January has seen new research shared, system and regulatory upgrades, and great progress in speeding up real-time payments.
And of course it wouldn’t be the start of a new year without some industry predictions. Banking Circle asked a selection of payments and banking experts about their expectations for 2022, from sustainability to post-pandemic transformation, which you can read here.
We’re also pleased to announce that our UK Head of Compliance and MRLO, Mitch Trehan, has joined The Payments Association’s Advisory Board to help drive change and innovation in the payments industry.
Here are some other important stories from the industry you may have missed in January:
New plans for Denmark’s financial sector approved
P27 Nordic Payments is set to become the new national clearing house, replacing Finance Denmark, to make it easier for individuals and businesses in the country to pay bills and send real-time payments to other Nordic countries.
Denmark’s financial sector will secure robust and stable systems enabling Danish krone transactions between participating banks to be cleared at any time and settled at the central bank, Danmarks Nationalbank.
Denmark’s banking sector is investing hundreds of millions of krone in the continued modernisation of these systems, and once the new payments infrastructure has been put into operation, there will be new opportunities to develop innovative solutions for the benefit of consumers.
There are also plans to bring the country up to date with the latest payments standards, a crucial step in enabling payments solutions across the Nordic region and potentially also in the rest of Europe.
European Banking Authority launches AML database
The European Banking Authority (EBA) has launched a central database for Anti-Money Laundering (AML) and Counter-Terrorist Financing (CTF), which it says will act as an “early warning tool” that will help authorities to act before risks crystallise.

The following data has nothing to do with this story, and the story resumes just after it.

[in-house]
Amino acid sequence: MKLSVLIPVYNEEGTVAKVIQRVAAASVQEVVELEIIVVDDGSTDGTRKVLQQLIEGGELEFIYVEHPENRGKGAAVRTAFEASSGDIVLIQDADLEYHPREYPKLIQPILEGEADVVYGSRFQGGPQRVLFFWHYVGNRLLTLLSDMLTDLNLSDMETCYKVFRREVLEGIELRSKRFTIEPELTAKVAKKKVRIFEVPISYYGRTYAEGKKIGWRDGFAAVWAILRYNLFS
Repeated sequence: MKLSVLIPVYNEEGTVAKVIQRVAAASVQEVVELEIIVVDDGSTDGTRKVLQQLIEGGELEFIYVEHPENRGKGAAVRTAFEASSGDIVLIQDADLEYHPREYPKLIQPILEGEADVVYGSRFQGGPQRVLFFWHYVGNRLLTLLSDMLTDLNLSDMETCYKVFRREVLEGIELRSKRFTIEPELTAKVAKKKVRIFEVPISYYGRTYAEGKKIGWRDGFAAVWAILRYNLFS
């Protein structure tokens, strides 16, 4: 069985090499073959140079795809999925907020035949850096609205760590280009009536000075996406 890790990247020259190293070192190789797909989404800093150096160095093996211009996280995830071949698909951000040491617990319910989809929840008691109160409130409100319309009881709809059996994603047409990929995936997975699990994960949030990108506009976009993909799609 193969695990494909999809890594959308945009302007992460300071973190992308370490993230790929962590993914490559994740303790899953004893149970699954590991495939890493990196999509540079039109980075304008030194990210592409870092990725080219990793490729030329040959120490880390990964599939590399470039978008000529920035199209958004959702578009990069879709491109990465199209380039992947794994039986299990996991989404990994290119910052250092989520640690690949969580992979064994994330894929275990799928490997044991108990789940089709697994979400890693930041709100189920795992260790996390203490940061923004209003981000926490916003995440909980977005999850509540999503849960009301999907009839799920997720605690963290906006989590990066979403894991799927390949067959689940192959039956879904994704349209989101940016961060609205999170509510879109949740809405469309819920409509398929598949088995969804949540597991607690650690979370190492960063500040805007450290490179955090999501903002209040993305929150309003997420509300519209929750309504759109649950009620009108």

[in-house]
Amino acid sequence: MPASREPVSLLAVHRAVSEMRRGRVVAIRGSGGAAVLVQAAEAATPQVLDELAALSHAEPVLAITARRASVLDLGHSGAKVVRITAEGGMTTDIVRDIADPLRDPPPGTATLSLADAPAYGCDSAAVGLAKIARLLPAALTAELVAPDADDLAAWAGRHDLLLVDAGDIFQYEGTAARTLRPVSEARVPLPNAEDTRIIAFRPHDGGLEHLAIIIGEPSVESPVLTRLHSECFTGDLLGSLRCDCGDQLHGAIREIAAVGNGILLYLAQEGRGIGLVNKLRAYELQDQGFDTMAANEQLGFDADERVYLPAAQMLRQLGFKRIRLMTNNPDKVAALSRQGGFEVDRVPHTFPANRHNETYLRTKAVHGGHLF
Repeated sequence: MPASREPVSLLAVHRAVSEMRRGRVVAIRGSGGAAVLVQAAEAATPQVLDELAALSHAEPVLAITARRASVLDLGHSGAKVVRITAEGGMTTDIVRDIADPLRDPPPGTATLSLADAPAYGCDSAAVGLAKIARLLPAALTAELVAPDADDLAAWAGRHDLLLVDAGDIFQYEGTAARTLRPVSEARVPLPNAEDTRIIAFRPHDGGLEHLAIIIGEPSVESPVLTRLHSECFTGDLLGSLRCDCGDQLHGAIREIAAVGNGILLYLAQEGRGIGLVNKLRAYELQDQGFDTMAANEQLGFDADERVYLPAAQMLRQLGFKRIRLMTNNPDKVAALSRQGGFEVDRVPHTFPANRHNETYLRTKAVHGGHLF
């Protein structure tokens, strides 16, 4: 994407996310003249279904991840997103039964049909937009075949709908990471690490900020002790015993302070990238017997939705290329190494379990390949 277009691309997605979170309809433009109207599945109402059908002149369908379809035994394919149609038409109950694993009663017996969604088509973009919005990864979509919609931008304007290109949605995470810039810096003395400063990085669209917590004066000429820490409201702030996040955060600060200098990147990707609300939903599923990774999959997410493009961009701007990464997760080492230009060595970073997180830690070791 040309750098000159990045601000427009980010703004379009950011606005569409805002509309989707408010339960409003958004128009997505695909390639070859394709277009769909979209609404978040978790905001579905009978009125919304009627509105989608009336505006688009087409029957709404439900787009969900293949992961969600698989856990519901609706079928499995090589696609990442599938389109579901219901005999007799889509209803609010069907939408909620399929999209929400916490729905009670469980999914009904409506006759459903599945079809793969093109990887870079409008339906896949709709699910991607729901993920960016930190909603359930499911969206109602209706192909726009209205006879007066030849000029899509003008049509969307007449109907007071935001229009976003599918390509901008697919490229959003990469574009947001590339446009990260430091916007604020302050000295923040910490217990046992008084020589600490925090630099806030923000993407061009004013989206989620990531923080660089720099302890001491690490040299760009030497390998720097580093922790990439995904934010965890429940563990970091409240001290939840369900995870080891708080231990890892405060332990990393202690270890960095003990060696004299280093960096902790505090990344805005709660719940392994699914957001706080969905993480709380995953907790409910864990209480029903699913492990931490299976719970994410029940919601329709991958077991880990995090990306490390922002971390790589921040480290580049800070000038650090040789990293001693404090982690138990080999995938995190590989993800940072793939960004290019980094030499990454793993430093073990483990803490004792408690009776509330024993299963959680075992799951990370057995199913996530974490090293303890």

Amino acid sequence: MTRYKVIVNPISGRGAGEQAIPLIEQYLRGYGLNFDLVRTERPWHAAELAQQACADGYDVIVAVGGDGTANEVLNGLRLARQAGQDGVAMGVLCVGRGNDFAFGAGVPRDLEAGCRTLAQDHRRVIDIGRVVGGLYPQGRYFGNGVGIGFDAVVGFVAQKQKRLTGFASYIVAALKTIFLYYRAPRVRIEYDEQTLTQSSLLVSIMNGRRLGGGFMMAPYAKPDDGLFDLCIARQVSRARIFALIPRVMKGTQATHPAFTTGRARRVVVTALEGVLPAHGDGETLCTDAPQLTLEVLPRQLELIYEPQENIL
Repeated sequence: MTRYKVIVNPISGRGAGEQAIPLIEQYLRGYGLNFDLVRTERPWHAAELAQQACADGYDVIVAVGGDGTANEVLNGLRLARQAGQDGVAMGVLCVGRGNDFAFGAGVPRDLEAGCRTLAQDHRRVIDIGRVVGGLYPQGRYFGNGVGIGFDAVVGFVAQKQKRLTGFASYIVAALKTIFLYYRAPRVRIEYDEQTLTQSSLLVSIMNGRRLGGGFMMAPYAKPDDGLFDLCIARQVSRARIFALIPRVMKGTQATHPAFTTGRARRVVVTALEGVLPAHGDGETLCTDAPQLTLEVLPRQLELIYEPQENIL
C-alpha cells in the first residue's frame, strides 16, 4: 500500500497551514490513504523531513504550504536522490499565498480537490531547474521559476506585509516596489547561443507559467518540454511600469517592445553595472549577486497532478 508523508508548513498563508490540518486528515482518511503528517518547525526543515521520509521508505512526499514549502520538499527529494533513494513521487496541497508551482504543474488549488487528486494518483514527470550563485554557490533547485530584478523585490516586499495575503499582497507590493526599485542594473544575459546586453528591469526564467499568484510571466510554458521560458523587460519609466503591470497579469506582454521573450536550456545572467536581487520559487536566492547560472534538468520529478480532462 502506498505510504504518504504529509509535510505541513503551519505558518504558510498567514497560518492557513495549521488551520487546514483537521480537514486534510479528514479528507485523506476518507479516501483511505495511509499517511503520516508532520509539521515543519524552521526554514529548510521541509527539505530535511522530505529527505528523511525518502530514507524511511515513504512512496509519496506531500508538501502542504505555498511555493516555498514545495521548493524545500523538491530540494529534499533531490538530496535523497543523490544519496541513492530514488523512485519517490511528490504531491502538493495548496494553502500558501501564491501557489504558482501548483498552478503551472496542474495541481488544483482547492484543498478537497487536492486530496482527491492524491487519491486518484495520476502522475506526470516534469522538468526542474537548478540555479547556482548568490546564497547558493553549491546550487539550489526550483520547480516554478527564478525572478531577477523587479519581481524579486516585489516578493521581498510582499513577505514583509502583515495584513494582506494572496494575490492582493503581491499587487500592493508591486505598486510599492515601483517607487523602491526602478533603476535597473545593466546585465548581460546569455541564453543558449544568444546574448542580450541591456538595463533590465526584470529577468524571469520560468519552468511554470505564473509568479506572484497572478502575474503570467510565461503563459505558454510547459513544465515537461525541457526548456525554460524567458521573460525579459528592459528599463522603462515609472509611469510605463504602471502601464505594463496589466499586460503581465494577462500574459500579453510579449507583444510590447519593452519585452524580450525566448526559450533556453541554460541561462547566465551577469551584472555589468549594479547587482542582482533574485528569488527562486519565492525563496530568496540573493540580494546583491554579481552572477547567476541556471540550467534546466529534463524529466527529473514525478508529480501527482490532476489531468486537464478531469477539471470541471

The EBA said that ‘EuReCA’ will contain information on material weaknesses in individual financial institutions in the EU that have been identified by competent authorities, and that the latter will also be reporting the measures they have imposed on financial institutions.
It went on to say that it will use information from EuReCA to inform its view of AML and CTF risks affecting the EU financial sector, and will share information from EuReCA with competent authorities.
EBA publishes new Discussion Paper on selected payment fraud data
The EBA has also published a Discussion Paper on its preliminary observations on selected fraud data under the Payments Services Directive.
The regulatory agency has analysed payment fraud data reported by the industry and subsequently aggregated by national authorities for both 2019 and 2020, and this Paper delivers an overview of the preliminary patterns observed across a variety of different payment instruments. The Paper reveals there are some inconclusive patterns which require additional analysis.
In order to better interpret fraud data that will be reported in future years, the EBA is inviting stakeholders to respond to questions included in its Discussion Paper.
Read more about that here.
Survey of London banks highlights frustrations with ageing IT
A survey of over 250 senior bankers revealed that unclear regulations and legacy technology are holding banks back, resulting in them losing out to FinTechs.
The research, carried out by Censuswide for tech firm Yabota, showed some of the most common issues being a clash between old systems and new ones, and frequent IT crashes. Half of those surveyed (50%) believe their organisation has an overreliance on legacy tech, while 40% feel they are falling behind competitors on innovation. 55% felt that a lack of formal guidance from regulators is also hampering them.